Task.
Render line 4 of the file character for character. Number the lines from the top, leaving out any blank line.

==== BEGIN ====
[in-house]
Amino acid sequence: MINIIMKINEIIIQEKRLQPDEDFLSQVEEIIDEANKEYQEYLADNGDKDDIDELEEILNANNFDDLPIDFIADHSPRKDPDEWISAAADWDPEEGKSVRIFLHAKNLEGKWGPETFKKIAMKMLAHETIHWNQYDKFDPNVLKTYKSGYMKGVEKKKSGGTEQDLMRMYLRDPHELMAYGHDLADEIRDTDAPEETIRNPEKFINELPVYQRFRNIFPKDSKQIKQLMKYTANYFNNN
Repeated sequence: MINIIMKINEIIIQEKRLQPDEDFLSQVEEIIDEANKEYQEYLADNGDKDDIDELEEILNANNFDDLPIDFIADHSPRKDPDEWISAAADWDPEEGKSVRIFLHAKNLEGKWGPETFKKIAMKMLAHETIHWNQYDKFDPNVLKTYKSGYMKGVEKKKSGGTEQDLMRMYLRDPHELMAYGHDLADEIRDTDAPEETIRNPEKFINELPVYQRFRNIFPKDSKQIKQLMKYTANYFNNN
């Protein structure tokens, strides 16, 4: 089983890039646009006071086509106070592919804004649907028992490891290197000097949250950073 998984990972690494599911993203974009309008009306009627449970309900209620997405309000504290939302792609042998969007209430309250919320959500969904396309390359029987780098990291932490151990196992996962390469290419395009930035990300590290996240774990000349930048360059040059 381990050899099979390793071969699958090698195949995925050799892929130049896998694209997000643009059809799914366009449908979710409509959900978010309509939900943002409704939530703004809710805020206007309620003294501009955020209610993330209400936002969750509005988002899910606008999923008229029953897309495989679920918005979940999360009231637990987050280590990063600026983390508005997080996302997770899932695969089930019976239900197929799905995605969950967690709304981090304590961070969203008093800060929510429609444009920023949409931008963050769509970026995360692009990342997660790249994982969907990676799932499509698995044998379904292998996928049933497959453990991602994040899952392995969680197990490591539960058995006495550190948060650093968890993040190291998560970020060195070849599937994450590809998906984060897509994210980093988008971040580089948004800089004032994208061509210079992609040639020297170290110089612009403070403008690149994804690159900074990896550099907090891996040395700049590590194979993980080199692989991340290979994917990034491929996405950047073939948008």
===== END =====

């Protein structure tokens, strides 16, 4: 089983890039646009006071086509106070592919804004649907028992490891290197000097949250950073 998984990972690494599911993203974009309008009306009627449970309900209620997405309000504290939302792609042998969007209430309250919320959500969904396309390359029987780098990291932490151990196992996962390469290419395009930035990300590290996240774990000349930048360059040059 381990050899099979390793071969699958090698195949995925050799892929130049896998694209997000643009059809799914366009449908979710409509959900978010309509939900943002409704939530703004809710805020206007309620003294501009955020209610993330209400936002969750509005988002899910606008999923008229029953897309495989679920918005979940999360009231637990987050280590990063600026983390508005997080996302997770899932695969089930019976239900197929799905995605969950967690709304981090304590961070969203008093800060929510429609444009920023949409931008963050769509970026995360692009990342997660790249994982969907990676799932499509698995044998379904292998996928049933497959453990991602994040899952392995969680197990490591539960058995006495550190948060650093968890993040190291998560970020060195070849599937994450590809998906984060897509994210980093988008971040580089948004800089004032994208061509210079992609040639020297170290110089612009403070403008690149994804690159900074990896550099907090891996040395700049590590194979993980080199692989991340290979994917990034491929996405950047073939948008």